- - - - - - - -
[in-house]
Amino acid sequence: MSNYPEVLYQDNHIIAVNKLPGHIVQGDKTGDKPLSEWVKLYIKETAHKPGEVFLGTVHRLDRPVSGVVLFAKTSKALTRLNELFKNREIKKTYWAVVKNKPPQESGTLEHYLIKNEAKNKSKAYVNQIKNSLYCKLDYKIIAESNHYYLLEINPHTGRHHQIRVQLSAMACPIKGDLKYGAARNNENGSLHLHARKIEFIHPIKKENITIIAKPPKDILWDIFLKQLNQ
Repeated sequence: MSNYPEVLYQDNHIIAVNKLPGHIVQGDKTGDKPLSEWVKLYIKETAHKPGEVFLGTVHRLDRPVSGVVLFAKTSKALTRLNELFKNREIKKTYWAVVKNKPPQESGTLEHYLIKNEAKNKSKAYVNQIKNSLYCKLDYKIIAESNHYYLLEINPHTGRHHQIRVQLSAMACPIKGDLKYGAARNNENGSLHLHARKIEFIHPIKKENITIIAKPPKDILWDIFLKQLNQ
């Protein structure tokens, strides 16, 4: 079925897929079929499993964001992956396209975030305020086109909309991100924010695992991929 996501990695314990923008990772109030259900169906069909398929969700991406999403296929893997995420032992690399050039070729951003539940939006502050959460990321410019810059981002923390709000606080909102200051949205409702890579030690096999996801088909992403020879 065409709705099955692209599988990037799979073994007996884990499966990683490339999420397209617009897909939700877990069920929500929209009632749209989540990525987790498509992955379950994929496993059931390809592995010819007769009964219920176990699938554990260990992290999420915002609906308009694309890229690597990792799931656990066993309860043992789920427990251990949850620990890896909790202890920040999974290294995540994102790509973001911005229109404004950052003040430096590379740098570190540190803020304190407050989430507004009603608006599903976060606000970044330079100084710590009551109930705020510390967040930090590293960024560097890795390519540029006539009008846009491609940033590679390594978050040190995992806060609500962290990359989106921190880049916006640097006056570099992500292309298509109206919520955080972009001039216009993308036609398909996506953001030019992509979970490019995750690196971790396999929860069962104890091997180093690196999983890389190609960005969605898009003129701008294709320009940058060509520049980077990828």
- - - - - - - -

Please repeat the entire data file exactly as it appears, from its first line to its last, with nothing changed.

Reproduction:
[in-house]
Amino acid sequence: MSNYPEVLYQDNHIIAVNKLPGHIVQGDKTGDKPLSEWVKLYIKETAHKPGEVFLGTVHRLDRPVSGVVLFAKTSKALTRLNELFKNREIKKTYWAVVKNKPPQESGTLEHYLIKNEAKNKSKAYVNQIKNSLYCKLDYKIIAESNHYYLLEINPHTGRHHQIRVQLSAMACPIKGDLKYGAARNNENGSLHLHARKIEFIHPIKKENITIIAKPPKDILWDIFLKQLNQ
Repeated sequence: MSNYPEVLYQDNHIIAVNKLPGHIVQGDKTGDKPLSEWVKLYIKETAHKPGEVFLGTVHRLDRPVSGVVLFAKTSKALTRLNELFKNREIKKTYWAVVKNKPPQESGTLEHYLIKNEAKNKSKAYVNQIKNSLYCKLDYKIIAESNHYYLLEINPHTGRHHQIRVQLSAMACPIKGDLKYGAARNNENGSLHLHARKIEFIHPIKKENITIIAKPPKDILWDIFLKQLNQ
């Protein structure tokens, strides 16, 4: 079925897929079929499993964001992956396209975030305020086109909309991100924010695992991929 996501990695314990923008990772109030259900169906069909398929969700991406999403296929893997995420032992690399050039070729951003539940939006502050959460990321410019810059981002923390709000606080909102200051949205409702890579030690096999996801088909992403020879 065409709705099955692209599988990037799979073994007996884990499966990683490339999420397209617009897909939700877990069920929500929209009632749209989540990525987790498509992955379950994929496993059931390809592995010819007769009964219920176990699938554990260990992290999420915002609906308009694309890229690597990792799931656990066993309860043992789920427990251990949850620990890896909790202890920040999974290294995540994102790509973001911005229109404004950052003040430096590379740098570190540190803020304190407050989430507004009603608006599903976060606000970044330079100084710590009551109930705020510390967040930090590293960024560097890795390519540029006539009008846009491609940033590679390594978050040190995992806060609500962290990359989106921190880049916006640097006056570099992500292309298509109206919520955080972009001039216009993308036609398909996506953001030019992509979970490019995750690196971790396999929860069962104890091997180093690196999983890389190609960005969605898009003129701008294709320009940058060509520049980077990828």